Britain's economy less stable than Peru
Britain has a less stable economy than Montenegro or Peru, as a result of the mountain of government debt raised to bail out the banks, according to the World Economic Forum.
By Josephine Moulds
The global think-tank ranked the UK 71st in the world for macro-economic stability in a report addressing the relative competitiveness of different countries.
The slide in stability pushed the UK down one place to be ranked the 13th most competitive market in the world, after China, based on its institutions, infrastructure, health and primary education, among many other factors.
The report's authors said: "A significant and growing weakness remains the UK's macro-economic instability, with low national savings, an exploding public-sector deficit (related in large part to recent efforts to bail out the financial sector), and consequential public indebtedness."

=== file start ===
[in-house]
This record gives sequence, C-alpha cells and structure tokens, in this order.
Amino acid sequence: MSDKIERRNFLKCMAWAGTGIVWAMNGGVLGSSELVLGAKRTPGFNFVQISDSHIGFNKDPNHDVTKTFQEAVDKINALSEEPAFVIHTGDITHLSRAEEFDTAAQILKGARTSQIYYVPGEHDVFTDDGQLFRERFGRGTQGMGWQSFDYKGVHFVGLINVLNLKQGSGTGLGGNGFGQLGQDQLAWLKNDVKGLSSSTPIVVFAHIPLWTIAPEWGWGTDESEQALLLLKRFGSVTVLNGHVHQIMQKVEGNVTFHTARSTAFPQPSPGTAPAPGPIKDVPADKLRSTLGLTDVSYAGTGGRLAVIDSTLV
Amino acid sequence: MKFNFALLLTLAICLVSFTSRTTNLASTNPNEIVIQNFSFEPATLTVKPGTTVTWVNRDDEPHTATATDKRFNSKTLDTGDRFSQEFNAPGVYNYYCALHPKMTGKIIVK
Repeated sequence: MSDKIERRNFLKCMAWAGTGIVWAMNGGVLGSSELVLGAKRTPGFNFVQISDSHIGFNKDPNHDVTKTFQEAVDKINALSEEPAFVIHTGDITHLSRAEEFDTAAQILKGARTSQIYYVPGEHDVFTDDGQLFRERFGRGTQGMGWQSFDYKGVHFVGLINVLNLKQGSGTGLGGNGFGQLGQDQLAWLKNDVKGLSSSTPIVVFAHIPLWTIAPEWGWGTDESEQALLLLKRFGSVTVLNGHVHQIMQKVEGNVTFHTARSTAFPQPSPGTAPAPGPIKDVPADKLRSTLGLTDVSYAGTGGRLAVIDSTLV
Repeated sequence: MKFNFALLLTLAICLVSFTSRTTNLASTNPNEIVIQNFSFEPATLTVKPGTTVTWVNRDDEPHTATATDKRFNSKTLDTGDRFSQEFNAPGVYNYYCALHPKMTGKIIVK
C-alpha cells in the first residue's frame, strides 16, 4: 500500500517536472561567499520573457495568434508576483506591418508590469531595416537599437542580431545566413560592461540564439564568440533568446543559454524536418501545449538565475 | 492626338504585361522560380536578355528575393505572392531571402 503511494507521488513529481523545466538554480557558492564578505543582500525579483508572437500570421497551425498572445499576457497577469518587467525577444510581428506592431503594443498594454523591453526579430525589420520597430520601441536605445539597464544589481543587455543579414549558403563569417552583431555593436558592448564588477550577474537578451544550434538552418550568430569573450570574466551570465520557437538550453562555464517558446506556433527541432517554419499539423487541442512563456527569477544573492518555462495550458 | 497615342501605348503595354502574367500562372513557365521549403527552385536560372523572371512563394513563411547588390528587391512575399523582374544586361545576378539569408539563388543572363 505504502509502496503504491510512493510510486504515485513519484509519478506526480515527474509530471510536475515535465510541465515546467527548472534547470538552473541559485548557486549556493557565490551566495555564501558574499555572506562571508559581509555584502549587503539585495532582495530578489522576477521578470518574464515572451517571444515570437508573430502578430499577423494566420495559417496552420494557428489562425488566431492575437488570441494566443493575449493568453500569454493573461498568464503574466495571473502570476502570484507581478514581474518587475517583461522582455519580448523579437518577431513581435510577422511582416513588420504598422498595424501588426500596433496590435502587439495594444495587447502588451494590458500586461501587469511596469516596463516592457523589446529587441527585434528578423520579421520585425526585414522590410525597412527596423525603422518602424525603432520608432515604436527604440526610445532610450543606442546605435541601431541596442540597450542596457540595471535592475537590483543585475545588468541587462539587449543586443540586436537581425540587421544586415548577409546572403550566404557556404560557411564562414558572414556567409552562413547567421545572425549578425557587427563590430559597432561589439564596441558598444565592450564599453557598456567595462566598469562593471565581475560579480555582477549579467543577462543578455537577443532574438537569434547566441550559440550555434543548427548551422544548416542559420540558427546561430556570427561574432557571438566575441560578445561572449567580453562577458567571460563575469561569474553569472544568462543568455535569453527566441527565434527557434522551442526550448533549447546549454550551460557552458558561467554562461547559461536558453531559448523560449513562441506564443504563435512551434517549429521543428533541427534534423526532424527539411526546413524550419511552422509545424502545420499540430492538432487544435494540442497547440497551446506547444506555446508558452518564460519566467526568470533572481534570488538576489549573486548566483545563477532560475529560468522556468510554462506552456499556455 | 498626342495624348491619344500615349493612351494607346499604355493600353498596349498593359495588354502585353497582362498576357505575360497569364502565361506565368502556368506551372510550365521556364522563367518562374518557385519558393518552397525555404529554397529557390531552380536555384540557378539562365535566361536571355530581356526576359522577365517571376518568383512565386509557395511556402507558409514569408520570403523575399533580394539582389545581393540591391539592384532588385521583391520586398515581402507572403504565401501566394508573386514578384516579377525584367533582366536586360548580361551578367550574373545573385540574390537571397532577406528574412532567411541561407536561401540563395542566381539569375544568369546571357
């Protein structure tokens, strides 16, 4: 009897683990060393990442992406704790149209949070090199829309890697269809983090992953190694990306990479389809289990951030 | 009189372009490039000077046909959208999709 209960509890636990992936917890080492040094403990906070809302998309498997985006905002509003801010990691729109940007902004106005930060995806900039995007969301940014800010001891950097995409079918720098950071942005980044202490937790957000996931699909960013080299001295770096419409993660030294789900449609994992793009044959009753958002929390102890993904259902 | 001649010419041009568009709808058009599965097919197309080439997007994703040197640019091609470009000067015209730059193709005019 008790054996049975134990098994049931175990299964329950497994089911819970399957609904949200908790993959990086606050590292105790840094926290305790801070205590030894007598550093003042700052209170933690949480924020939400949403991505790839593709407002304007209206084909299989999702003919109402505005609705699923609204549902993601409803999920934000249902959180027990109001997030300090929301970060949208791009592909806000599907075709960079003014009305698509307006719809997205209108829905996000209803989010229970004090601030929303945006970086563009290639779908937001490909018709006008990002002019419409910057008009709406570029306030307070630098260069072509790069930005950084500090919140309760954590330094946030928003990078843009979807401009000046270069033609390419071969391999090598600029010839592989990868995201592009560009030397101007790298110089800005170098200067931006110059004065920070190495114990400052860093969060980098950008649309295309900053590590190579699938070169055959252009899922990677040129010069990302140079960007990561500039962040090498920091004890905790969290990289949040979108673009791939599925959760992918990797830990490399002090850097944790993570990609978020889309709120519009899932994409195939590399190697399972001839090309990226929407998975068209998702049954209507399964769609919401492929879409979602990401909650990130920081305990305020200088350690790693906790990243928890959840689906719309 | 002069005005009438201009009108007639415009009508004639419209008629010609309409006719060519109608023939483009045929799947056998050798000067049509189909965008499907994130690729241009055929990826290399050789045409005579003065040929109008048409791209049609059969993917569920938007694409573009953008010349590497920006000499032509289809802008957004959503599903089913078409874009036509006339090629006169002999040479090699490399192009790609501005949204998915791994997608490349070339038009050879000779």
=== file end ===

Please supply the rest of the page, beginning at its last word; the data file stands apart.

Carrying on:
The soundness of British banks was ranked 126th in the world, after war-torn Burundi and only four places above Iceland.
The report said the UK does benefit from the efficiency of its labour market, compared with the rest of Europe. Its readiness to embrace technological advances to improve productivity was also praised.
Switzerland topped the table, edging out the US from the number one slot after it was damaged by weaker financial markets.
The Forum's findings conflict with those of the World Bank, which today ranked the UK fifth in the world for ease of doing business, making it the best-placed country in Europe. Its ranking is based on the procedures, time and cost of starting a business, as well as the tax regime, and access to credit.
The World Bank said the UK had eased the process of dealing with construction permits and reduced the time to register property.